Original Challenger Expedition prepared slide, of good Globigerina sample, from known location and date of sample – rare distinguished preparer.


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  • Log-Letters from the Challenger –  Campbell -1877

    Log-Letters from the Challenger – Campbell -1877

    Lord George Campbell’s informative log regarding the greatest Oceanographic survey ever made – the voyage of HMS Challenger.

    The interest in the voyage so great at the time the book soon went to many editions. This is a super copy of the fifth published by MacMillan, London in 1877.

    Octavo, 52 pages plus publishers’ catalogue. Important folding map bound in as frontispiece outlining the course of the voyage with colour coding for various ocean floor encounters. Nice condition in original green cloth covered binding.

    The log has been criticised by some for being rather unscientific whilst we find it very readable and informative. Written without the initial view of being published. The chapters have a logical progression … England to the Cape (Good Hope); The Cape to Australia; Melbourne to Cape York; Cape York to China; China to Japan; Japan to Valparaiso; Valparaiso to Monte Video. An excellent accompaniment to the log written by Spry of which also we have a copy.

    The Challenger Expedition Day by Day



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  • Every Man His Own Physician – John Theobald MD – 1770

    Every Man His Own Physician – John Theobald MD – 1770

    Full title .. “Every Man His Own Physician being, A Complete Collection of Efficacious and Approved Remedies, for every Disease incident to the Human Body. With Plain Instructions for their common Use”.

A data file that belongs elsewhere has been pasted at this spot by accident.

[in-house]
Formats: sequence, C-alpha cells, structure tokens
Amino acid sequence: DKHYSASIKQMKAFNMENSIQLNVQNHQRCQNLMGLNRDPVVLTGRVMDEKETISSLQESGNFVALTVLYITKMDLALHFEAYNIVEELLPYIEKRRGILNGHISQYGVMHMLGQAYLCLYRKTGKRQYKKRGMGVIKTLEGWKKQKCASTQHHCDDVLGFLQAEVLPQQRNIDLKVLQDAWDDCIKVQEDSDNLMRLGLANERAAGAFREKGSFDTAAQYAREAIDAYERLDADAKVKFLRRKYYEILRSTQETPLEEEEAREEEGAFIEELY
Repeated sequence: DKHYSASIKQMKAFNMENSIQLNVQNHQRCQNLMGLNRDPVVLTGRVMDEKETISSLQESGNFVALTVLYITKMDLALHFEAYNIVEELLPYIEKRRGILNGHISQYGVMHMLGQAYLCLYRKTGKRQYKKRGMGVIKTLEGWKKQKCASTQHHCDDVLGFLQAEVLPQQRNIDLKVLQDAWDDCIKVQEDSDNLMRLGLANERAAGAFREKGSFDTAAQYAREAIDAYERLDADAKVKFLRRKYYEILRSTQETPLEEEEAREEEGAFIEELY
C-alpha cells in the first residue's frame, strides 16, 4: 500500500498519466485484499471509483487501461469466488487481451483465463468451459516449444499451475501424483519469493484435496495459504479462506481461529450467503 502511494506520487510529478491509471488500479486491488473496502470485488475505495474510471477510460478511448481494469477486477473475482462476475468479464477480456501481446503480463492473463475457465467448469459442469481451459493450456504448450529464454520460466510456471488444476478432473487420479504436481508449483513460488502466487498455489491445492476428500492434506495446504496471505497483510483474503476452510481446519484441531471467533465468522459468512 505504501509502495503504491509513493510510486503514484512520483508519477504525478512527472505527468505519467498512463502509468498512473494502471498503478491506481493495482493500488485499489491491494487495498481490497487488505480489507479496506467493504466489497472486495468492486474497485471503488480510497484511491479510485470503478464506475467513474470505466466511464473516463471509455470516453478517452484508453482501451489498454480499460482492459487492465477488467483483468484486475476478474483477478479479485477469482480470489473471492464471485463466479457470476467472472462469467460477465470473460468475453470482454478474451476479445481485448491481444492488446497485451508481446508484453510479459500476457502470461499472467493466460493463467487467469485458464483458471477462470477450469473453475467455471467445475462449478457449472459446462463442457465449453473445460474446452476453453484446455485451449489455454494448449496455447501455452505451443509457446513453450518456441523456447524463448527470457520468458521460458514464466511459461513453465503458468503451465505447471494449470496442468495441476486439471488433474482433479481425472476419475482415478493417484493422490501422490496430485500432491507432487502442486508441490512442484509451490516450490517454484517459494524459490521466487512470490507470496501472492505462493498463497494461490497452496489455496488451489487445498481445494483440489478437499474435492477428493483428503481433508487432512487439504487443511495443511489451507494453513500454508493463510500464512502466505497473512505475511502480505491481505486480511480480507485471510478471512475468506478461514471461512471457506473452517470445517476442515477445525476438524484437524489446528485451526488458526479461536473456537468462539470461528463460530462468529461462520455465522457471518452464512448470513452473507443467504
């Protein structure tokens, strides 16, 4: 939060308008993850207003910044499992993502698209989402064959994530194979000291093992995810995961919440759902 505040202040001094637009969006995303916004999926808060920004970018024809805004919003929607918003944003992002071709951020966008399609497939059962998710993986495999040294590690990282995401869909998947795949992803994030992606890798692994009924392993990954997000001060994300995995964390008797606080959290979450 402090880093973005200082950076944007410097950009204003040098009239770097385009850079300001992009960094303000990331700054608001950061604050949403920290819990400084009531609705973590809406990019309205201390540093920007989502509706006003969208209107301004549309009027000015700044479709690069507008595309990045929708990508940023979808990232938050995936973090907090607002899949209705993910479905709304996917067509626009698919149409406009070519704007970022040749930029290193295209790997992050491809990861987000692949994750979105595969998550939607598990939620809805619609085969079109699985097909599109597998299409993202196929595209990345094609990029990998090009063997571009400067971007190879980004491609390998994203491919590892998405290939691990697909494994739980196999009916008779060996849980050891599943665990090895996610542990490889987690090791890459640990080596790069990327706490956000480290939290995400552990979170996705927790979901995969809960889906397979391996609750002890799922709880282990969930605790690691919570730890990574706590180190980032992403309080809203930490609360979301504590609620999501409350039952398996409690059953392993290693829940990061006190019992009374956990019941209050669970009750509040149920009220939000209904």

A New, Improved Edition, printed by W. Griffin, in Catherine Street, London 1770.

    John Theobald MD was the author of Medulla Medicine. This work was compiled at the command of His Royal Highness the Duke of Cumberland (The King’s brother). This was the sixth edition of this then much admired work and the Preface highlights the additions, being the cure for: the Bite of a Mad Dog; the Bite of a Viper or Adder; Chilblains, Hooping Cough, Frozen Limbs, Milk Fever, difficult Cutting of Teeth, old Ulcers, Whitloes etc

    Octavo, 76 pages after Title (which was engraved showing strong plate mark), various Preface(s), Index of Diseases, Index to the Appendix (where the recipes reside). Original full leather binding with original red leather title label to second compartment. Some age to the binding, but really holding rather well. Nice and clean inside a very good copy

    Makes most interesting reading for the layman as well as medically inclined. Some of the more exotic Diseases include … Saint Anthony’s Fire; Baldness (seemingly help by rubbing with an onion), Falling Sickness, Gravel and Stone (Ouch), Green Sickness, King’s Evil etc.